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Feeding Grower!

Discussion in 'Feeding & Watering Your Flock' started by Bryam, Feb 23, 2014.

  1. Bryam

    Bryam Chillin' With My Peeps

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    Hello!
    I have only 4 adults Silkies and I was thinking of incubating some eggs, since they take months to eat the 50 lbs bags of food that they sell at the feed store, can I buy grower instead of layer and feed the chicks crushed grower food and add crushed egg shells to the adults food? Supplement the need for calcium with the eggs shells. Thus, having to only buy one food instead of Chick Starert and Layer! Which the chick Starter would go bad long before half the vag is eaton! Since my silkies lay every second or third day, do they really need later good anyway! I am hoping chicks would do well on crushed grower food!
    Meet me know your thought!!

    Thanks!
     
  2. Ridgerunner

    Ridgerunner Chicken Obsessed

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    There are a lot of different things you can do. The only real rule is to not feed growing chicks Layer because of the extra calcium. That would include do not mix a calcium supplement with their food. Offer it on the side.

    A lot of people get really bent out of shape over percent protein. In your application and for most of us it’s not that critical. If you are raising chickens for meat, yes they need a higher protein diet. If you are raising them for show, they need a higher protein diet to reach that larger size that helps win ribbons. For a commercially laying flock they have a special diet to help the chickens reach their maximum economical potential. But for a backyard laying or decorative flock, it’s just not that critical.

    The general idea is to feed chicks that will become a laying flock a fairly high protein feed the first 4 to 8 weeks to help get them off to a good start, then cut back to a lower protein feed to allow their skeleton and internal organs to mature more in line with general body growth. The timing of when you switch is not really that critical.

    On the egg shells. A hen does not absorb and process all the calcium she eats. A fair portion passed unabsorbed through her system and out the back end. If you rely solely on their own eggs to supplement their calcium, it’s a losing proposition. But a lot of chickens get calcium from other things they eat, some plants, hard-shelled creepy-crawlies, or if your native rock is limestone, even the gravel they eat as grit. If their egg shells are firm they are getting enough calcium from somewhere. If the egg shells are thin, you should offer some more.

    If all yours eat is Layer, they should get enough calcium from that for their egg shells without you supplementing the calcium at all, even with egg shells. Since yours are not laying every day, the calcium they get from the Layer and egg shells would probably be more calcium than they need. Since they are not laying every day, the egg shells are probably not even necessary.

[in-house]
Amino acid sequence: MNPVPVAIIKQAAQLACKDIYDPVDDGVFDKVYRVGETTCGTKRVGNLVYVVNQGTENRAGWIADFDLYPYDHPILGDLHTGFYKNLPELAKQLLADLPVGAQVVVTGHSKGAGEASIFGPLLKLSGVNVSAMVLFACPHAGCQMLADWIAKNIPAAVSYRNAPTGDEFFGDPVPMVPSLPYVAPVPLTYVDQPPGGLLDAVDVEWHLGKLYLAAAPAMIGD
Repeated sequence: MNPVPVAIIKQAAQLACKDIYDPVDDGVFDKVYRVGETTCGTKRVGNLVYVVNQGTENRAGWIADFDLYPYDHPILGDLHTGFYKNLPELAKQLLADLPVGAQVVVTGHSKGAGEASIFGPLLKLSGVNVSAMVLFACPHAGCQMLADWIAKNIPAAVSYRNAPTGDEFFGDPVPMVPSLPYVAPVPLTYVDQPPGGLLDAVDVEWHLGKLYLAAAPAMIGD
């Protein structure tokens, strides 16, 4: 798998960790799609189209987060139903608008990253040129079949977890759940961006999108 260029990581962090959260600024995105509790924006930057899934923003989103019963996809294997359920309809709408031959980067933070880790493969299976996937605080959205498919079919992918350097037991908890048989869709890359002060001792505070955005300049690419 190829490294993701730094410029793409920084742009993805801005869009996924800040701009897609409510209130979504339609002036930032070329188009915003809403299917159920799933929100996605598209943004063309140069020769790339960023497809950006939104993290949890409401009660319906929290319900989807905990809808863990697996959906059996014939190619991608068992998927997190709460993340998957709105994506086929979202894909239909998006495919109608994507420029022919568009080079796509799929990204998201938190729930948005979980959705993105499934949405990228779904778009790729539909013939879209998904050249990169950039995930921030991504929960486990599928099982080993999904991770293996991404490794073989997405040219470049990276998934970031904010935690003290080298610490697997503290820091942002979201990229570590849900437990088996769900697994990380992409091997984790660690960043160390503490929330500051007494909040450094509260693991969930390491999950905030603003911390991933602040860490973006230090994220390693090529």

What I suggest for your specific situation is about what I suggest for practically everyone. Get a bag of 18% to 20% protein feed that is not Layer and a bag of oyster shells. Keep feeding that feed to everybody until you run out. It doesn’t matter is that is 4 weeks or 12 weeks. Even later would be OK. Then switch to a Grower. I don’t know what is available to you, probably somewhere around 16%. Offer oyster shell on the side. The ones that need the extra calcium for the egg shells instinctively seem to know they need it. The ones that don’t generally know enough to not eat enough to harm themselves. Keep feeding that until the babies are old enough for Layer, or keep feeding it forever. That’s what I do.
     
    Last edited: Feb 23, 2014
  3. Bryam

    Bryam Chillin' With My Peeps

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    So the 18 to 20 percent protien has to be starter or grower food? What is the difference from giving eggshells or oyster shells, aren't they both calcium?

    Thanks!;)
     
  4. Ridgerunner

    Ridgerunner Chicken Obsessed

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    The 18% to 20% can be called Starter, Grower, Flock Raiser, or something else. Look on the tag on the bag for the analysis. You are looking for two things. One is percent protein. The other is percent calcium. If the percent calcium is somewhere between 0.5% and 1.5%, that works. If it is over 2% that’s too much. It doesn’t matter what it is called. Different manufacturers call it different things.

    Yes egg shells are mostly calcium. You can feed those back to them.
     
  5. Bryam

    Bryam Chillin' With My Peeps

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    So just to make sure that I got it! I can feed the 18-20 protien food to all the birds, chicks and adults, and supplement calcium with egg shells for my laying hens?
     
  6. Ridgerunner

    Ridgerunner Chicken Obsessed

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    Yes
     
  7. donrae

    donrae Hopelessly Addicted Premium Member

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    This is exactly what I've done for 20 years. Makes things easy--everyone eats the same feed, no matter the age or gender. I will occasionally get thinner shelled eggs, that tells me I need to toss some oyster shell in to boost what they get from the eggshells.
     

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